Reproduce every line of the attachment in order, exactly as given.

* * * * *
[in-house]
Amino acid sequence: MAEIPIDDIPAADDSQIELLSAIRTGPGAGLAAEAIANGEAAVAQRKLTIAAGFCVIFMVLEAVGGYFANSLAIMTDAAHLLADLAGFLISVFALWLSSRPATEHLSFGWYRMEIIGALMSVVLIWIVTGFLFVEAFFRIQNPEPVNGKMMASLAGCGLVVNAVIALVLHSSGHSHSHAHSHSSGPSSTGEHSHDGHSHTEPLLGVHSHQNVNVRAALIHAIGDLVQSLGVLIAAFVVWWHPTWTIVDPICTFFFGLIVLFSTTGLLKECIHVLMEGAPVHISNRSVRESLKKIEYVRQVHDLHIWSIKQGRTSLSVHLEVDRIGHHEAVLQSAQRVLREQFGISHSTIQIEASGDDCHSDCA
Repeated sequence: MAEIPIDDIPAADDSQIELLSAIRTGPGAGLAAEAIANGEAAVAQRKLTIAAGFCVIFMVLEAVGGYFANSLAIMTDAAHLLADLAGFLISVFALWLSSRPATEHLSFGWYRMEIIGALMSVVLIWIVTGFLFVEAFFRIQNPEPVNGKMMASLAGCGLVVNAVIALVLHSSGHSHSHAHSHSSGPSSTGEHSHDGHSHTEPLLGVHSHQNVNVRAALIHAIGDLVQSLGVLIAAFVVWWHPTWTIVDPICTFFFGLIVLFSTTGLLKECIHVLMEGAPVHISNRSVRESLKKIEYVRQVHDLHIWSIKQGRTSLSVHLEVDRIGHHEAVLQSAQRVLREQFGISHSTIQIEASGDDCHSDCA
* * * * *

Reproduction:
[in-house]
Amino acid sequence: MAEIPIDDIPAADDSQIELLSAIRTGPGAGLAAEAIANGEAAVAQRKLTIAAGFCVIFMVLEAVGGYFANSLAIMTDAAHLLADLAGFLISVFALWLSSRPATEHLSFGWYRMEIIGALMSVVLIWIVTGFLFVEAFFRIQNPEPVNGKMMASLAGCGLVVNAVIALVLHSSGHSHSHAHSHSSGPSSTGEHSHDGHSHTEPLLGVHSHQNVNVRAALIHAIGDLVQSLGVLIAAFVVWWHPTWTIVDPICTFFFGLIVLFSTTGLLKECIHVLMEGAPVHISNRSVRESLKKIEYVRQVHDLHIWSIKQGRTSLSVHLEVDRIGHHEAVLQSAQRVLREQFGISHSTIQIEASGDDCHSDCA
Repeated sequence: MAEIPIDDIPAADDSQIELLSAIRTGPGAGLAAEAIANGEAAVAQRKLTIAAGFCVIFMVLEAVGGYFANSLAIMTDAAHLLADLAGFLISVFALWLSSRPATEHLSFGWYRMEIIGALMSVVLIWIVTGFLFVEAFFRIQNPEPVNGKMMASLAGCGLVVNAVIALVLHSSGHSHSHAHSHSSGPSSTGEHSHDGHSHTEPLLGVHSHQNVNVRAALIHAIGDLVQSLGVLIAAFVVWWHPTWTIVDPICTFFFGLIVLFSTTGLLKECIHVLMEGAPVHISNRSVRESLKKIEYVRQVHDLHIWSIKQGRTSLSVHLEVDRIGHHEAVLQSAQRVLREQFGISHSTIQIEASGDDCHSDCA